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Estate Fencing Installation Guides

Estate Fencing Installation Guides 

See the guides below for the installation of the three types of estate fencing. If you would like any further advice we are always happy to help.

To order or make an enquiry please get in touch by completing our Enquiry Form detailing your requirements. We will reply on the same (working) day with a dedicated quote and payment details.

As always if you need some instant advice just call us on 01485 524251.

Estate fencing panels

Kit list

Installation guide 

(Cementing in the ground)

You will need:

Spirit level – Tape measure – Spanner for m8 nuts – Spade – String line – Cement & sand/post mix and appropriate PPE – If stepping your fence you will also need a drill and an 8mm drill bit

Ensure the area you are fencing is clear of growth and flat….

1. Mark out the fence run with a string line

We advise setting this at 5cm above the ground and around 0.5cm from the panels (close enough to be an accurate guide but not too close that it can be obstructed by the fence).

Keep the line level and step the fence to absorb any gradient.

concrete the panels

2. Set the panel height

There are different methods for ensuring the panels are cemented at the correct height. While we describe the panels as being for a 1.2m high fence there is some flexibility with this way, for aesthetics, we would advise being consistent on whatever height you choose.

If you decide on a 1.2m high fence make a mark on the panels 115cm down from the top of the posts, when cementing the panels this mark should be at the same height as the line. With the line set 5cm above the ground, this will provide a 1.2m tall fence.

3. Concrete the panels

Dig the holes so they are at approximately 1010mm centres. If one end is fixed ie against a wall start here as any flexibility in the fence length at the other end may negate the need to cut a panel to size.

Cement the first panel in but just the first and middle post, do not cement the end post as the next panel will go into this hole too. Use a spirit level to ensure the sides and ends are level.

Tips – Using a fast setting post mix will ensure installed panels quickly become stable and will not move out of level.

If using normal sand and cement opt for a drier mix and compact this around the posts to make the panels more secure during installation.

It can be helpful to dig the holes a few centimetres too shallow and hammer the panels down (hammering on the posts) to the correct height, this gives them more stability and prevents them from dropping. Use props to keep the fence in position if need be.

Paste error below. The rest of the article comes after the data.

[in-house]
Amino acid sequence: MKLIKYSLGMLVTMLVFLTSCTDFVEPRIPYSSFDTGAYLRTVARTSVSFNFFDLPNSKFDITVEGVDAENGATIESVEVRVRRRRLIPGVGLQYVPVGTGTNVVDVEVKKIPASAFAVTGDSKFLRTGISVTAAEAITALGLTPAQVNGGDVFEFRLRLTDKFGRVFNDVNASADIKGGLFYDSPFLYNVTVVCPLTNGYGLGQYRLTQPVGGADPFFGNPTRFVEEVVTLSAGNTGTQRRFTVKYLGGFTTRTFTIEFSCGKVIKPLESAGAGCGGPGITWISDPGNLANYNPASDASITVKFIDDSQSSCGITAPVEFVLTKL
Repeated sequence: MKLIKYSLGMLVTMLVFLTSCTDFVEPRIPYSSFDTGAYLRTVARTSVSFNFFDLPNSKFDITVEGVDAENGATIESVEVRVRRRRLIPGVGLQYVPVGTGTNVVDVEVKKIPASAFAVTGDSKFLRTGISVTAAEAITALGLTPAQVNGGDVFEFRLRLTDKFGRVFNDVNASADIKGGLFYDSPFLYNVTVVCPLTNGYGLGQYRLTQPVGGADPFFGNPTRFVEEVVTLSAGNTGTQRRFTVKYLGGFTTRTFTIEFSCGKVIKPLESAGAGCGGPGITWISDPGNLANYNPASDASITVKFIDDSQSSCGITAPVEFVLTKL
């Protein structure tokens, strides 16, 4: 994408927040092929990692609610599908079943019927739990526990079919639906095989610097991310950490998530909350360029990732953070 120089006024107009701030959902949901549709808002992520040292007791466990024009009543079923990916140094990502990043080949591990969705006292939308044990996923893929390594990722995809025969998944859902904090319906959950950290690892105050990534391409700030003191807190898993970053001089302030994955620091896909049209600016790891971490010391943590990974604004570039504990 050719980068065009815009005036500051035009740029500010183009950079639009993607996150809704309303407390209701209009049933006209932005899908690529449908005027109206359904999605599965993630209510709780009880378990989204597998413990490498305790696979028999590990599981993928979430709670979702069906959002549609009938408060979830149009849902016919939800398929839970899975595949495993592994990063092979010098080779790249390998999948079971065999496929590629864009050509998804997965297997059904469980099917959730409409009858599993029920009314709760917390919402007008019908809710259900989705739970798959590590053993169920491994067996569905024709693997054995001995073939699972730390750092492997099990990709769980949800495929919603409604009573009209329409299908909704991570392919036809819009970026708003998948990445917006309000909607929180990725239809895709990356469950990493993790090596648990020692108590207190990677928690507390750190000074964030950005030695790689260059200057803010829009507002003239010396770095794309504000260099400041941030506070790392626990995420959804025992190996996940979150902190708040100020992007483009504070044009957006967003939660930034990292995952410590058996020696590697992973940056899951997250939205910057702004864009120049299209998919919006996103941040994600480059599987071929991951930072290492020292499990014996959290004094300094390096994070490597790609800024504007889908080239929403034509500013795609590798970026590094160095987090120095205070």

connecting panels together

4. Connect subsequent panels

With the holes dug place the next panel in the position and connect to the first one using the nuts, bolts and Allen key provided. Check the line and levels are correct. Continue the process with subsequent panels.

5. At the end of the run

With luck or flexibility on the length of the fence, you can finish at a whole panel in which case there is no additional work required.

On occasions, a panel will need to be cut to length. Carefully trim the horizontal rails to length bearing in mind the additional 8mm thickness of a cut panel finishing post and end post if you’re using them (optional extras). If using an angle grinder take care, wear PPE and bear in mind the rails may be under tension/compression)

Cement the cut panel finishing post into position (if using one). Slide the top round rail into the sleeve and tighten using the grub screw. Attach the 4 lower rails to the lugs on the cut panel post by drilling and bolting them.

6. Painting

Our panels are supplied as untreated bare steel or pre-painted.

If you choose to paint your fence yourself, it is quick and effective, please get in touch for advice on the high-build, single-coat paints.

Paints are available in RAL colours so why not match an existing colour scheme? Or go down the traditional route and allow your fence to weather naturally omitting all future maintenance while still providing a lifetime of service.

Take a look at our fence painting advice page for more useful information.

Welding your own estate fencing

Kit list

You will need:

Spirit level – Tape measure – Spade – Post rammer (ideally) – Lump or sledge hammer – String line – Cement & sand/post mix – Angle grinder – Welder etc and appropriate PPE

Ensure the area you are fencing is clear of growth and flat.